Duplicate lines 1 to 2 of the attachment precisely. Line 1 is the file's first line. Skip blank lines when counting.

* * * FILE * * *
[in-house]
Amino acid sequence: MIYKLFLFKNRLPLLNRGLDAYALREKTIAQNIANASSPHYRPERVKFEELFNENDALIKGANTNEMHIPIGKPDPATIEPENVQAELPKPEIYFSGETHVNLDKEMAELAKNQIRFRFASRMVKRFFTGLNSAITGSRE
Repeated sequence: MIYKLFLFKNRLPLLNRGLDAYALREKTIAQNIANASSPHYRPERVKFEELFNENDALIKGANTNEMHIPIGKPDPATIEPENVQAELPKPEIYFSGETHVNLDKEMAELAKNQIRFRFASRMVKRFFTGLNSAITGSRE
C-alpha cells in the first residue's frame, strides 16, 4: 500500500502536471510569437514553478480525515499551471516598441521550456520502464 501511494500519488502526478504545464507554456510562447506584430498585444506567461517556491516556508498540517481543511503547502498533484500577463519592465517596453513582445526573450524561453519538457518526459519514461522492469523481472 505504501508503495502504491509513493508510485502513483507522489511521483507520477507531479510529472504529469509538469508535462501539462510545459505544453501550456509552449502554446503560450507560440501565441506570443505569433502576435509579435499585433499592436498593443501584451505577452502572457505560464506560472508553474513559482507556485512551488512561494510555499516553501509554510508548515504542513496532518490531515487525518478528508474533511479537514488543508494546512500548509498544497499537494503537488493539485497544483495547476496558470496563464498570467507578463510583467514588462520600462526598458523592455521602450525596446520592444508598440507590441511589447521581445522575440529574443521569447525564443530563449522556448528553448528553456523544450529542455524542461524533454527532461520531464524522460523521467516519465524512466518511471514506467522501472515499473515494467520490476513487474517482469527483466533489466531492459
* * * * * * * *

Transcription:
[in-house]
Amino acid sequence: MIYKLFLFKNRLPLLNRGLDAYALREKTIAQNIANASSPHYRPERVKFEELFNENDALIKGANTNEMHIPIGKPDPATIEPENVQAELPKPEIYFSGETHVNLDKEMAELAKNQIRFRFASRMVKRFFTGLNSAITGSRE